this dysfunction may be paired with endocrine dysregulation, leading to complex immune and
hormonal exophenotypes, such as autoimmune disorders, allergic rhinitis, asthma, endometriosis,
and dysmenorrhea. While we have not addressed autism and GJH comorbidity rates in this study,
their co-occurrence in the adult ASD female population suggests links between the dysfunction of
connective tissue and the immune and endocrine systems in this subpopulation.
As discussed, the immune system has been a popular area of investigation in autism research.
However, reports of clinical manifestations in the child population seem to vary [
54
57
]. Some clinical
manifestations arise during or progress in severity with the advent of puberty, highlighting the role the
endocrine system plays in immune function, e.g., [
58
]. In addition, women are more frequent targets
of such dysfunction, suggesting that studying immune dysregulation in prepubertal individuals with
autism, while also ignoring gender confounds, dramatically underrepresents the frequency of clinical
symptoms in the autism population [
19
]. For these reasons, we limited our study population to women
aged 25 years or older on the autism spectrum.
4.1. Immune-Mediated Disorders in Association with Connective Tissue Disorders
Loeys-Dietz Syndrome (LDS) is a connective tissue disorder caused by mutations directly targeting
the TGF-
β
pathway and is characterized primarily by enlargement of the aorta. People with LDS
have high rates of immune-mediated disorders such as respiratory and food allergies and occasionally
present with Hyper-IgE Syndrome, a type of primary immunodeficiency [
59
]. In addition, they also
share many of the same dysmorphic features as those seen in the connective tissue disorder, Marfan
Syndrome (MFS) [60].
Although MFS is associated with mutations in the Fibrillin-1 (FBN1) gene whose protein
product is a component of the extracellular matrix (ECM), FBN1 mutations lead to marked TGF-
β
dysregulation [
61
63
]. Fibrillin appears to control the activity of TGF-
β
by acting as a structural
Behav. Sci. 2018,8, 35 9 of 16
platform for the Latent TGF-
β
Binding Protein (LTBP) that sequesters and inactivates TGF-
β
, acting as
a reserve pool for rapid injury response [
64
]. Given its role as a foundational morphogen, it is believed
this overlap in TGF-βpathway dysregulation leads to the overlapping features of MFS and LDS [65].
Like LDS, some individuals with hEDS present with a Marfanoid (Marfan-like) habitus [
66
].
However, unlike MFS that results from dysfunctional fibrillin, EDS is typically linked with dysfunction
of the ECM protein, collagen. Marfan and Marfanoid features in all three of these disorders suggest
considerable overlap and interaction between the ECM and the TGF-
β
pathway. In addition, TGF-
β
serves as a link between the ECM and immune system disruption as it is a key immunomodulator,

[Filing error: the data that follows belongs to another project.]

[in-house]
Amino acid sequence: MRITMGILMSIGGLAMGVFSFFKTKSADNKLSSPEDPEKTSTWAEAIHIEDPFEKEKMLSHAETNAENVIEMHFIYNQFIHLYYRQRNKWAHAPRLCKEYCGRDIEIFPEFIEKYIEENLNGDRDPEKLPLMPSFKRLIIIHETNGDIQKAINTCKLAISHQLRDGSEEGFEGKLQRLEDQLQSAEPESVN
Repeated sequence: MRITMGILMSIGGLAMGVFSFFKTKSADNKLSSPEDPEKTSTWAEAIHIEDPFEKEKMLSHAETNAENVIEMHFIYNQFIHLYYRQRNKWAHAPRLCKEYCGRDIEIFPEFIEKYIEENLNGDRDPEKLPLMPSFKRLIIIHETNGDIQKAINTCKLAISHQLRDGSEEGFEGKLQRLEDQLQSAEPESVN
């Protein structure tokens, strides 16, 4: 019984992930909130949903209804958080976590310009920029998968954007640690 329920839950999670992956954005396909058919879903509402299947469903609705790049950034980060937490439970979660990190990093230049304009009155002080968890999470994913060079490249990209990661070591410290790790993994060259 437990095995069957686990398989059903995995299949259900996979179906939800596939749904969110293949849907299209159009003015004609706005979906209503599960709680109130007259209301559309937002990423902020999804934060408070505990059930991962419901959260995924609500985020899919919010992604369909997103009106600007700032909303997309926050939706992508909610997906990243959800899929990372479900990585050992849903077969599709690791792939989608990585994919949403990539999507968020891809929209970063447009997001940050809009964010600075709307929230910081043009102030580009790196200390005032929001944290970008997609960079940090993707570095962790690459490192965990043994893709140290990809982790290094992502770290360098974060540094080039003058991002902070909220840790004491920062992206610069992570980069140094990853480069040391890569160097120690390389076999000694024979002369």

implicated not only within the joints in these connective tissue disorders, but also in other organ
systems such as the lungs [
65
]. Interestingly, several studies have consistently found lower TGF-
β
1
levels in autism, which according to Ashwood et al. [
67
], may help explain some of the immune
dysregulation in the condition [
67
,
68
]. For these reasons, the TGF-
β
pathway and upstream networks
may be prime areas of study for future work into the overlapping etiologies of both connective tissue
disorders and autism.
4.2. The Effects of Estrogen on Collagen Production & the Immune System
Similar to certain immune disorders like autoimmunity, GJH and hEDS preferentially target
women for reasons not well understood [
69
]. One possibility may stem from sex differences in
muscle mass, in which stronger muscles help to counteract joint laxity and ensuant pain [
16
]. For this
reason, one of the foci of physical therapy in the treatment of GJH/hEDS centers around improved
muscle strength surrounding problem joints [
70
]. However, female-specific effects may result not only
from low testosterone levels, but also estrogen metabolites that either suppress collagen production
directly, particularly within the skin, or result in a more rapid turnover of collagen within tendons and
ligaments [7173].
Estrogen is also a major immunomodulator. It is capable of driving activation of the Th2 branch
of the immune system, boosting humoral immunity and the ability of the body to target parasites and
other extracellular infections. Estrogen also stimulates mast cell degranulation, prompting a release
of chemicals such as histamines, TNF-
α
, various amines, chymase, and tryptase [
74
,
75
]. Mast cell
activation, in turn, may drive both Th1/Th2 immune responses depending on the invading pathogen,
the target tissue, and other variable factors [76].
Interestingly, estrogen also increases the synthesis of TGF-
β
within numerous cell types, the latter
of which is itself a key morphogen and immunodulator. In addition, estrogen further interacts with the
TGF-
β
pathway by forming a complex with Smad 3/4, redirecting TGF-
β
target genes. Finally, TGF-
β
and estrogen are able to interact at the level of various Ras complexes, by which TGF-
β
enhances
estrogenic action [
77
]. All of these data together suggest significant interaction of estrogen with various
networks implicated in connective tissue disorders and their secondary symptoms.
4.3. Autism & Generalized Joint Hypermobility
Results of this study indicate that the ASD/GJH phenotype in women is characterized not only
by classic symptoms of EDS/G-HSD such as generalized hypermobility and chronic pain, but that
immune and endocrine system involvements may be extensive. In addition, phenotypic expression of